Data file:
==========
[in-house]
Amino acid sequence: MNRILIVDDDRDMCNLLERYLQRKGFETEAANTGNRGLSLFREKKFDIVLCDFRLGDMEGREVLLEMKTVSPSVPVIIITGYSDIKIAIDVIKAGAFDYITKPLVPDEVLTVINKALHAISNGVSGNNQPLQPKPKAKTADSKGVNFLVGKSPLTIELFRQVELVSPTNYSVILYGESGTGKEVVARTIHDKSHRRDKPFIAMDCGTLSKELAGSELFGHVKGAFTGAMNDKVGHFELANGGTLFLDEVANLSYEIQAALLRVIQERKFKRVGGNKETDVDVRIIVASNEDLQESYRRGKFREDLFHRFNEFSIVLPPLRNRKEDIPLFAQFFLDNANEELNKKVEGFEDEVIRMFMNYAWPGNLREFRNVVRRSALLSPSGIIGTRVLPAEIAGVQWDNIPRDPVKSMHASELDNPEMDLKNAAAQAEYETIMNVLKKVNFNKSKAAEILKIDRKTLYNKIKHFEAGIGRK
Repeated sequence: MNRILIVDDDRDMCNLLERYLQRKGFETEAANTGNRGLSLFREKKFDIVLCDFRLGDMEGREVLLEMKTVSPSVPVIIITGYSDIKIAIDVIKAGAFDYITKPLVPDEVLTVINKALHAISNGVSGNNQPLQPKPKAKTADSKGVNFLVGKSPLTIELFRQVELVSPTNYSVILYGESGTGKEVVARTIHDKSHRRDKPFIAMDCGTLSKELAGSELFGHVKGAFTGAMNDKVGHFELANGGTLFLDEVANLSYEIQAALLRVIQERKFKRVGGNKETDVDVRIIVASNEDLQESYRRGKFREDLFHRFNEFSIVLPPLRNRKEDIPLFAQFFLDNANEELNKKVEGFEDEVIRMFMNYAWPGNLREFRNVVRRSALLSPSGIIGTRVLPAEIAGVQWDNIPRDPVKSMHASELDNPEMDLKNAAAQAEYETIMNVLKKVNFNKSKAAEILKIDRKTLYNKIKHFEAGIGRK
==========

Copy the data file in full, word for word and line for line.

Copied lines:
[in-house]
Amino acid sequence: MNRILIVDDDRDMCNLLERYLQRKGFETEAANTGNRGLSLFREKKFDIVLCDFRLGDMEGREVLLEMKTVSPSVPVIIITGYSDIKIAIDVIKAGAFDYITKPLVPDEVLTVINKALHAISNGVSGNNQPLQPKPKAKTADSKGVNFLVGKSPLTIELFRQVELVSPTNYSVILYGESGTGKEVVARTIHDKSHRRDKPFIAMDCGTLSKELAGSELFGHVKGAFTGAMNDKVGHFELANGGTLFLDEVANLSYEIQAALLRVIQERKFKRVGGNKETDVDVRIIVASNEDLQESYRRGKFREDLFHRFNEFSIVLPPLRNRKEDIPLFAQFFLDNANEELNKKVEGFEDEVIRMFMNYAWPGNLREFRNVVRRSALLSPSGIIGTRVLPAEIAGVQWDNIPRDPVKSMHASELDNPEMDLKNAAAQAEYETIMNVLKKVNFNKSKAAEILKIDRKTLYNKIKHFEAGIGRK
Repeated sequence: MNRILIVDDDRDMCNLLERYLQRKGFETEAANTGNRGLSLFREKKFDIVLCDFRLGDMEGREVLLEMKTVSPSVPVIIITGYSDIKIAIDVIKAGAFDYITKPLVPDEVLTVINKALHAISNGVSGNNQPLQPKPKAKTADSKGVNFLVGKSPLTIELFRQVELVSPTNYSVILYGESGTGKEVVARTIHDKSHRRDKPFIAMDCGTLSKELAGSELFGHVKGAFTGAMNDKVGHFELANGGTLFLDEVANLSYEIQAALLRVIQERKFKRVGGNKETDVDVRIIVASNEDLQESYRRGKFREDLFHRFNEFSIVLPPLRNRKEDIPLFAQFFLDNANEELNKKVEGFEDEVIRMFMNYAWPGNLREFRNVVRRSALLSPSGIIGTRVLPAEIAGVQWDNIPRDPVKSMHASELDNPEMDLKNAAAQAEYETIMNVLKKVNFNKSKAAEILKIDRKTLYNKIKHFEAGIGRK